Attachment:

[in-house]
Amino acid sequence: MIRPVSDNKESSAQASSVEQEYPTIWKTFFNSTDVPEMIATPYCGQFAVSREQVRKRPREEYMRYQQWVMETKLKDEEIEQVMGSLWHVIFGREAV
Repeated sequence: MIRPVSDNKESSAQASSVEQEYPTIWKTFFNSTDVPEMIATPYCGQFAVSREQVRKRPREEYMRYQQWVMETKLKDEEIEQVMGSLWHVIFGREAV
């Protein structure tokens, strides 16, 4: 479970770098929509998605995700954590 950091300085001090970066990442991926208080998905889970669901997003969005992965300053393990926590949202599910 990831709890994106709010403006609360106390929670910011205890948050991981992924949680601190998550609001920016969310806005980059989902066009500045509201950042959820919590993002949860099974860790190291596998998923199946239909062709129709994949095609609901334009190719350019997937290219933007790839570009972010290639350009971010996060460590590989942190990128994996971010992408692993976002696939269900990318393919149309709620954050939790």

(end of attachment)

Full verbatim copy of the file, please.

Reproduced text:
[in-house]
Amino acid sequence: MIRPVSDNKESSAQASSVEQEYPTIWKTFFNSTDVPEMIATPYCGQFAVSREQVRKRPREEYMRYQQWVMETKLKDEEIEQVMGSLWHVIFGREAV
Repeated sequence: MIRPVSDNKESSAQASSVEQEYPTIWKTFFNSTDVPEMIATPYCGQFAVSREQVRKRPREEYMRYQQWVMETKLKDEEIEQVMGSLWHVIFGREAV
């Protein structure tokens, strides 16, 4: 479970770098929509998605995700954590 950091300085001090970066990442991926208080998905889970669901997003969005992965300053393990926590949202599910 990831709890994106709010403006609360106390929670910011205890948050991981992924949680601190998550609001920016969310806005980059989902066009500045509201950042959820919590993002949860099974860790190291596998998923199946239909062709129709994949095609609901334009190719350019997937290219933007790839570009972010290639350009971010996060460590590989942190990128994996971010992408692993976002696939269900990318393919149309709620954050939790």